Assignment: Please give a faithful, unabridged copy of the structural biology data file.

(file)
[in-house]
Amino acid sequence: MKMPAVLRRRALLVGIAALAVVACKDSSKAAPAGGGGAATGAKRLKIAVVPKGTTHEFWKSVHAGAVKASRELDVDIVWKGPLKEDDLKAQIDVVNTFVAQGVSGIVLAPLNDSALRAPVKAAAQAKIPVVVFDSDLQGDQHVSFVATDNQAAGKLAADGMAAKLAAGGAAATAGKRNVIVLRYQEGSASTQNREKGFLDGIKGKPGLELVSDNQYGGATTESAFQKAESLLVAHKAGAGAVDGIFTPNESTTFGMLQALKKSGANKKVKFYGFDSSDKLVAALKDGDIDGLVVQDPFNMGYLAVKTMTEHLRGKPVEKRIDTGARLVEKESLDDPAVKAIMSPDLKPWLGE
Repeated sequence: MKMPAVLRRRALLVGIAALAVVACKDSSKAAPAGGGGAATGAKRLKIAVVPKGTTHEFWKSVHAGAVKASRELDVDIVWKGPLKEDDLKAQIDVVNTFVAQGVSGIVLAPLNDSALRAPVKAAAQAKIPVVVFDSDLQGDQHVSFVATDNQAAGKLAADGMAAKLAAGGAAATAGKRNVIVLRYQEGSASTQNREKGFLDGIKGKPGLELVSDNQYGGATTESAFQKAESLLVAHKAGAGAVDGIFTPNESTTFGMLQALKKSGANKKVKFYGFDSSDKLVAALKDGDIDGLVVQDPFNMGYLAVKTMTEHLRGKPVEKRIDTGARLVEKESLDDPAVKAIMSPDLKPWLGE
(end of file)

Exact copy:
[in-house]
Amino acid sequence: MKMPAVLRRRALLVGIAALAVVACKDSSKAAPAGGGGAATGAKRLKIAVVPKGTTHEFWKSVHAGAVKASRELDVDIVWKGPLKEDDLKAQIDVVNTFVAQGVSGIVLAPLNDSALRAPVKAAAQAKIPVVVFDSDLQGDQHVSFVATDNQAAGKLAADGMAAKLAAGGAAATAGKRNVIVLRYQEGSASTQNREKGFLDGIKGKPGLELVSDNQYGGATTESAFQKAESLLVAHKAGAGAVDGIFTPNESTTFGMLQALKKSGANKKVKFYGFDSSDKLVAALKDGDIDGLVVQDPFNMGYLAVKTMTEHLRGKPVEKRIDTGARLVEKESLDDPAVKAIMSPDLKPWLGE
Repeated sequence: MKMPAVLRRRALLVGIAALAVVACKDSSKAAPAGGGGAATGAKRLKIAVVPKGTTHEFWKSVHAGAVKASRELDVDIVWKGPLKEDDLKAQIDVVNTFVAQGVSGIVLAPLNDSALRAPVKAAAQAKIPVVVFDSDLQGDQHVSFVATDNQAAGKLAADGMAAKLAAGGAAATAGKRNVIVLRYQEGSASTQNREKGFLDGIKGKPGLELVSDNQYGGATTESAFQKAESLLVAHKAGAGAVDGIFTPNESTTFGMLQALKKSGANKKVKFYGFDSSDKLVAALKDGDIDGLVVQDPFNMGYLAVKTMTEHLRGKPVEKRIDTGARLVEKESLDDPAVKAIMSPDLKPWLGE